When al-Qaeda-affiliate, Al-Nusra Front took over the provincial city of Idlib and other strategic towns in northwestern Syria, many political opposition groups and figures deemed the move as yet another blow to Bashar Assad’s embattled regime. However, the so-called liberation of Idlib City at the end of March was not only a defeat for the Assad army, but for the local population in the city itself.

At the beginning of their takeover, al-Nusra attempted to soothe the population by issuing several declarations, reassuring the residents that now that Assad was gone they would enjoy total freedom. However, several weeks into its rule in Idlib, some local leaders of the group were tried by its sharia court after they frequented the Christian neighborhood in the city and told its residents that they were “brothers” of Muslims. Moreover, the group suspended the broadcast of Alwan Radio, a community radio station based in Saraqeb, Idlib, confiscated its equipment and didn’t allow a popular weekly publication to be distributed in Idlib and other areas under its control.


Such acts are not new to the people of Idlib province. The group has previously conducted public executions, whippings, and persecuted civilians in areas it has ruled in northern Idlib. It has also imposed strict social codes on residents, especially on religious minorities and women.

Since its founding in late 2011 – in the wake of Syrian uprising, al-Nusra has made clear that its ultimate goal in fighting Assad is to establish an Islamic state in Syria. The group’s early intentions were crowned with an endorsement by al-Qaeda leadership. The longer the Syrian civil war dragged on, the better environment it became for groups such as al-Nusra for gaining a foothold and expanding its influence in conflict-ridden sections of the country.

The vast majority of al-Nusra’s fighters are Syrians. This is where the real danger stems from. Al-Nusra has been seeking to invest in Syrian youth through a set of slogans that seem closer to the Syrian mainstream mindset. The group capitalizes on fighting Assad to build its base in every corner of the country. It is arguably the most disciplined Sunni group that is fighting the Syrian regime. This alone has helped al-Nusra make a name for itself among Sunnis who have been oppressed by Assad’s Alawite-dominated regime.

On the other hand, ISIS, for example, will always be alien to the Syrian population. This is true for one simple reason: the majority of its fighting force is non-Syrian. In fact, ISIS is not necessarily interested in garnering popular support. The group is more interested in attracting foreign fighters to join them. Syria is merely a provisional hub for ISIS where it can build the basis for its caliphate. Unlike ISIS, al-Nusra intends to perpetuate its establishment in Syria. That’s why popular support is essential for its survival. Also, the group tries hard to show that its agendas are purely of nationalistic intent.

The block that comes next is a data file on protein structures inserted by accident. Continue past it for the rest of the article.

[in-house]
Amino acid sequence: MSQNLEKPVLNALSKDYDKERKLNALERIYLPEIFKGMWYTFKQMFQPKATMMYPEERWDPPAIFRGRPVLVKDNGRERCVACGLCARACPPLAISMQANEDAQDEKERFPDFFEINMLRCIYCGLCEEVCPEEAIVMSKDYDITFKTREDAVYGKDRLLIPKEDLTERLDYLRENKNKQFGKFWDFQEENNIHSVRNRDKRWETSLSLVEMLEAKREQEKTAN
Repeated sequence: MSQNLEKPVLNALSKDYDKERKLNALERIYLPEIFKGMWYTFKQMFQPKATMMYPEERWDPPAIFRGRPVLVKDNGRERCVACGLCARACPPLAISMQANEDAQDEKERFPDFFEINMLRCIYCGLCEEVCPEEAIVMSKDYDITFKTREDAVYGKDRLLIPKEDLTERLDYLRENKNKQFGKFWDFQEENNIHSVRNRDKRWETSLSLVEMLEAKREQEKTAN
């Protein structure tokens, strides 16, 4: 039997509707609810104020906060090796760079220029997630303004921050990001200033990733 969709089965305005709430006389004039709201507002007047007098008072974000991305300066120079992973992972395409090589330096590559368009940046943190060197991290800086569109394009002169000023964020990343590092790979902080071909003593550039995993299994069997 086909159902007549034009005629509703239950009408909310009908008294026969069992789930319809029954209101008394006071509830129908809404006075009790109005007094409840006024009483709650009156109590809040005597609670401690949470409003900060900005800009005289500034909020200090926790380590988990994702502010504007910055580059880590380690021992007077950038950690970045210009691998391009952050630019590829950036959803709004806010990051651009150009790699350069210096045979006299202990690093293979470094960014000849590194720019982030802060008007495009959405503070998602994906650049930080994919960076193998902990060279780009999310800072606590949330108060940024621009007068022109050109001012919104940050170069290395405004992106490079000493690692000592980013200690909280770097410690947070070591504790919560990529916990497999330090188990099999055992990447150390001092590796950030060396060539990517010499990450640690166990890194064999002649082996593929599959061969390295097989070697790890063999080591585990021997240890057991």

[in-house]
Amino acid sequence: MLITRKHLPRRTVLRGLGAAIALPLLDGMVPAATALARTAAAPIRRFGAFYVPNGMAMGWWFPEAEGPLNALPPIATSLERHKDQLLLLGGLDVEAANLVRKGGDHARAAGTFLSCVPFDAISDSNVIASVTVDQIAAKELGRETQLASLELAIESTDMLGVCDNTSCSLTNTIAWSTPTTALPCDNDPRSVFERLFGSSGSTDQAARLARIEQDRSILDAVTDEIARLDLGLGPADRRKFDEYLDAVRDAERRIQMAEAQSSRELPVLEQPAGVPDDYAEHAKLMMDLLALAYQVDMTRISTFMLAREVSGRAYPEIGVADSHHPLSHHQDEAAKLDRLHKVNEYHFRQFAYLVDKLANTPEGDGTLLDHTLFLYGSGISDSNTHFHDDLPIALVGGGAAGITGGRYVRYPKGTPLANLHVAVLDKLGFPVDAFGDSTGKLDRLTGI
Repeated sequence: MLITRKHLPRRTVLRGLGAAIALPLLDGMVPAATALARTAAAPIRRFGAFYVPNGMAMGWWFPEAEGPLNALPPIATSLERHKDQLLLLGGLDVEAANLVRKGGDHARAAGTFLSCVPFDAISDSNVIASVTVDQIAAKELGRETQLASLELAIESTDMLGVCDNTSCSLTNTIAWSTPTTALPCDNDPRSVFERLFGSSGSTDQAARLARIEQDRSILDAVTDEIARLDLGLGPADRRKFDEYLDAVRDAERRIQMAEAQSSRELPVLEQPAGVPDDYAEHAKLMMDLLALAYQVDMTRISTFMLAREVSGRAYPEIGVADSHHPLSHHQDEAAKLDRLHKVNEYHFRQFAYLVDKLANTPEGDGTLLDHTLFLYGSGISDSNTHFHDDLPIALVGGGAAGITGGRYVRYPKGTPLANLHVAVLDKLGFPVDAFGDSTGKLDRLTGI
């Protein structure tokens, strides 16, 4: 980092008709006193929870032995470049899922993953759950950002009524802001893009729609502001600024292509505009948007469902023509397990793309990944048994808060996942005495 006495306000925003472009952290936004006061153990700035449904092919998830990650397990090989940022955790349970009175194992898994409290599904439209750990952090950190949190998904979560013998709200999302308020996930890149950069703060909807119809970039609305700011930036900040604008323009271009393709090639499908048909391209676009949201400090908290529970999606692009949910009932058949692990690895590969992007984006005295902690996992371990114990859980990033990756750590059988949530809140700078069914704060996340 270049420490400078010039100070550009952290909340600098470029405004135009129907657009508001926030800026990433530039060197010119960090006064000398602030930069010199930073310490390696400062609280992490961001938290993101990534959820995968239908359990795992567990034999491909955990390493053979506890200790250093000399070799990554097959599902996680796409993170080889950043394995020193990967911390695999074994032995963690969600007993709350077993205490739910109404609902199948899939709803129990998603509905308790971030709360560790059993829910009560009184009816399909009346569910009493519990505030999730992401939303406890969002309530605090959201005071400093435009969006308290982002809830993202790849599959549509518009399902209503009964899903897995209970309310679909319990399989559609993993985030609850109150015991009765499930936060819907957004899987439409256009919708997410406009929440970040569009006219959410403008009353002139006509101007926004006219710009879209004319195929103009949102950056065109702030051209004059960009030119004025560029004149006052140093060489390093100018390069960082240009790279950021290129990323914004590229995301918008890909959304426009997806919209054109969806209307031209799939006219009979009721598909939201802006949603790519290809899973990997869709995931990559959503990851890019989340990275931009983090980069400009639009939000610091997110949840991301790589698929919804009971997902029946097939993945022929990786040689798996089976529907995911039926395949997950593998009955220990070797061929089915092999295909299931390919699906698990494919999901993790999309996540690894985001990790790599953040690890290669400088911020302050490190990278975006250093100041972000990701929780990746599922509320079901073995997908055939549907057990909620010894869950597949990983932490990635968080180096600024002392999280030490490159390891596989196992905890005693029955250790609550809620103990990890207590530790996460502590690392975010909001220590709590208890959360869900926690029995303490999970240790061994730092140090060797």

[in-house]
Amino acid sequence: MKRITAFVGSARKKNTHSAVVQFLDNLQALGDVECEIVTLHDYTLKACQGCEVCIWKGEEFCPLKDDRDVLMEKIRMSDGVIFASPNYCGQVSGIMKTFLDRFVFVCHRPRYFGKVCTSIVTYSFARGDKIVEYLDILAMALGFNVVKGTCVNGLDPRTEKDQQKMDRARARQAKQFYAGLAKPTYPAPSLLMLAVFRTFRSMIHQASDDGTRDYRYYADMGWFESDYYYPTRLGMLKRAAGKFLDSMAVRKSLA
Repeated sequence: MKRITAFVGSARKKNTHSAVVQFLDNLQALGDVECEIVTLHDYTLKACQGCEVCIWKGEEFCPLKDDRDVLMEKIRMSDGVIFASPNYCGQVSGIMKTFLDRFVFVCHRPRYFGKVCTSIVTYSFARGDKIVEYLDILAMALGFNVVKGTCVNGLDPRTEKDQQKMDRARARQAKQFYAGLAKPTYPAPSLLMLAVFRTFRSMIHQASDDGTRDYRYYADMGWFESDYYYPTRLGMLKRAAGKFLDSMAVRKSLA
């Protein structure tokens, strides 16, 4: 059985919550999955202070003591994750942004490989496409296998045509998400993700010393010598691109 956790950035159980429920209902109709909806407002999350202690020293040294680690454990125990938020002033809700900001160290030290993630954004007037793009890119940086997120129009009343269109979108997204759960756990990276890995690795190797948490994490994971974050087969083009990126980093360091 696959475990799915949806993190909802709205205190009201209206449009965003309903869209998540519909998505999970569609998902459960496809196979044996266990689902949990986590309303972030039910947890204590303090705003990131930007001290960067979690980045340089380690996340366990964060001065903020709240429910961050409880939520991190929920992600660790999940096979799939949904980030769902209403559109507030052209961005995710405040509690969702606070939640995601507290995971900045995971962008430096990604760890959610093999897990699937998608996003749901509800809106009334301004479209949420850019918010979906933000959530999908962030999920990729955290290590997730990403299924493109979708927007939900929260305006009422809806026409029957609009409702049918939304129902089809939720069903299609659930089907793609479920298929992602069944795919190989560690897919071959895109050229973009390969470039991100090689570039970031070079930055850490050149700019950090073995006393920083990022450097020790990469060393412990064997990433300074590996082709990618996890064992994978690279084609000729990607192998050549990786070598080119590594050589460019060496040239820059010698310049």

It is true that the majority of Syrians are moderate, but so are the Afghans. In countries where violence is raging, it is more likely for people to become radicalized – regardless of who is fighting whom. Historically, extremist ideology has attracted supporters in war-torn countries more than any other competing ideology. And therefore, it is safe to say Syrians who are currently sympathizing with al-Nusra were likely moderate before the uprising began in their country.

What is extremely dangerous now is that many within the western-backed opposition support al-Nusra and its latest gains in Syria? The same groups that receive political and material support from the United States are now tacitly – and even openly lately – expressing their support for the terrorist group in Syria. Now that the US and its allies are preparing to train moderate Syrian rebels, they should bear in mind that such rebels can shift allegiance at any given moment, favoring al-Nusra over other groups.

Al-Nusra has been able to form an army of political organizations, aid groups and local councils that present the group in multiple fronts. This has become something of a façade for a group that is designated as a terrorist organization by the US. For example, a lot of the international aid that goes into Syria eventually falls to the hands of groups that are run by al-Nusra. This way al-Nusra takes the aid, distributes to its own population and takes credit for it. This only increases its popularity among needy Syrians.

In this unpredictable chaos, one thing is certain. Al-Nusra will remain relevant in the Syrian crisis, because it is made up of Syrians. As long as there is a political and security vacuum in the country, groups such as al-Nursa will continue to exploit the local population in order to pursue their different objectives. The lack of a real moderate representation for Sunni communities in Syria has allowed al-Nusra to position itself as the sole protector of Sunnis in the face of Assad’s cruelties.

For the US to see favorable results from training Syrian rebels, it should carefully vet these elements within the opposition. Just because one group is perceived as moderate, it doesn’t mean that its loyalty on the ground is unquestionable. Therefore, the US and its allies must work closely with groups that have already shown their determination to fight ISIS and Assad. Time is running out and the longer this takes the more complicated for Syria and for the region. 


Kajjo is Syrian Kurdish journalist based in D.C.